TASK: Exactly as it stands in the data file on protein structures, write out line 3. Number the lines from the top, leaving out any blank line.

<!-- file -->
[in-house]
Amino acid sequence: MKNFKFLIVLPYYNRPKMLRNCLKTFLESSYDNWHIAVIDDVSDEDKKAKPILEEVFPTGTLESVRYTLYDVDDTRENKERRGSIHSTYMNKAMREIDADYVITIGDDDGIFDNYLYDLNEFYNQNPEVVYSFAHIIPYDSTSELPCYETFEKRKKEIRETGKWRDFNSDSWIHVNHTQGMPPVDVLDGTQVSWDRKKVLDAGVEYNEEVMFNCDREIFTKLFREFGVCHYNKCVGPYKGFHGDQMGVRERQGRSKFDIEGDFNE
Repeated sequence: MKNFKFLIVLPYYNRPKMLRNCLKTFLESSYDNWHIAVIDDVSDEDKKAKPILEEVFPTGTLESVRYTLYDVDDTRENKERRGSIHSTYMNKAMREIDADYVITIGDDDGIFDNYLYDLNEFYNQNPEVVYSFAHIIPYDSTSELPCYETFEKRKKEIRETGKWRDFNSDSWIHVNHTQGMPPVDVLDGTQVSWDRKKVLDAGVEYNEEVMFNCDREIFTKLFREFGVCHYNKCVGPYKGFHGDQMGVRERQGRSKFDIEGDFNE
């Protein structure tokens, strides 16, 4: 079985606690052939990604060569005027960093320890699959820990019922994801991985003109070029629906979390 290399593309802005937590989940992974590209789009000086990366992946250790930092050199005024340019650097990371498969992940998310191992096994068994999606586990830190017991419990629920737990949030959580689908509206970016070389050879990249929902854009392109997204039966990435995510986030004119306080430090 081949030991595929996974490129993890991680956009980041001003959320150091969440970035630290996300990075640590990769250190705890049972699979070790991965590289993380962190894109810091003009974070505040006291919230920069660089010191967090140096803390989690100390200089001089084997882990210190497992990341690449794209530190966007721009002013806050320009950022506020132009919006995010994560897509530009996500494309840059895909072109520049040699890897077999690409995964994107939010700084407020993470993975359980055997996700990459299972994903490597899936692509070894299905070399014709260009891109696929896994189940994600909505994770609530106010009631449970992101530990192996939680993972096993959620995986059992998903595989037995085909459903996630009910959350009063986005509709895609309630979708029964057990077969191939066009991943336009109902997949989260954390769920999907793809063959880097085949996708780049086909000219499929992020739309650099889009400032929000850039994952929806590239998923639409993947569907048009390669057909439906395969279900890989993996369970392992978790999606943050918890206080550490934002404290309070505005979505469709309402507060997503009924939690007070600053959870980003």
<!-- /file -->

Repeated sequence: MKNFKFLIVLPYYNRPKMLRNCLKTFLESSYDNWHIAVIDDVSDEDKKAKPILEEVFPTGTLESVRYTLYDVDDTRENKERRGSIHSTYMNKAMREIDADYVITIGDDDGIFDNYLYDLNEFYNQNPEVVYSFAHIIPYDSTSELPCYETFEKRKKEIRETGKWRDFNSDSWIHVNHTQGMPPVDVLDGTQVSWDRKKVLDAGVEYNEEVMFNCDREIFTKLFREFGVCHYNKCVGPYKGFHGDQMGVRERQGRSKFDIEGDFNE